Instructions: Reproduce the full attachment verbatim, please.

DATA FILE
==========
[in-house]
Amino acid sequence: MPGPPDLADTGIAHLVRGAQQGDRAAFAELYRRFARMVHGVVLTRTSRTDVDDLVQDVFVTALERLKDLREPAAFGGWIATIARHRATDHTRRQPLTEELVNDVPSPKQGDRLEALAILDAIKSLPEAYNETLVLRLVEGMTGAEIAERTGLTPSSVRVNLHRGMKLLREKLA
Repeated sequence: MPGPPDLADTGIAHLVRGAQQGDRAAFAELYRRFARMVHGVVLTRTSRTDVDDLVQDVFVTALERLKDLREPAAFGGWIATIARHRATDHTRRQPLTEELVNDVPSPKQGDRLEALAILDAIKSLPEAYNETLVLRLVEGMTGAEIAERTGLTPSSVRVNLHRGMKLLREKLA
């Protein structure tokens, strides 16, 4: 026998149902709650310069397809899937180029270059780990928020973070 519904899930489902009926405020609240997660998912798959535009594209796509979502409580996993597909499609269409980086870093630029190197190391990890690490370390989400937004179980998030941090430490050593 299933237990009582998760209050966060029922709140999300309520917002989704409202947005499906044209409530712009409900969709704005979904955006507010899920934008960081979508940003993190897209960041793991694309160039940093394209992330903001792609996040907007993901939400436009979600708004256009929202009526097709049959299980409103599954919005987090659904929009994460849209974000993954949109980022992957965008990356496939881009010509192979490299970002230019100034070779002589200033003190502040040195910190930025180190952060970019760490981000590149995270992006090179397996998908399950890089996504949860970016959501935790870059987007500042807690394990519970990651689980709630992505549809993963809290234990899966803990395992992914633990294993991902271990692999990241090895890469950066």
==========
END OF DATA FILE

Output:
[in-house]
Amino acid sequence: MPGPPDLADTGIAHLVRGAQQGDRAAFAELYRRFARMVHGVVLTRTSRTDVDDLVQDVFVTALERLKDLREPAAFGGWIATIARHRATDHTRRQPLTEELVNDVPSPKQGDRLEALAILDAIKSLPEAYNETLVLRLVEGMTGAEIAERTGLTPSSVRVNLHRGMKLLREKLA
Repeated sequence: MPGPPDLADTGIAHLVRGAQQGDRAAFAELYRRFARMVHGVVLTRTSRTDVDDLVQDVFVTALERLKDLREPAAFGGWIATIARHRATDHTRRQPLTEELVNDVPSPKQGDRLEALAILDAIKSLPEAYNETLVLRLVEGMTGAEIAERTGLTPSSVRVNLHRGMKLLREKLA
């Protein structure tokens, strides 16, 4: 026998149902709650310069397809899937180029270059780990928020973070 519904899930489902009926405020609240997660998912798959535009594209796509979502409580996993597909499609269409980086870093630029190197190391990890690490370390989400937004179980998030941090430490050593 299933237990009582998760209050966060029922709140999300309520917002989704409202947005499906044209409530712009409900969709704005979904955006507010899920934008960081979508940003993190897209960041793991694309160039940093394209992330903001792609996040907007993901939400436009979600708004256009929202009526097709049959299980409103599954919005987090659904929009994460849209974000993954949109980022992957965008990356496939881009010509192979490299970002230019100034070779002589200033003190502040040195910190930025180190952060970019760490981000590149995270992006090179397996998908399950890089996504949860970016959501935790870059987007500042807690394990519970990651689980709630992505549809993963809290234990899966803990395992992914633990294993991902271990692999990241090895890469950066």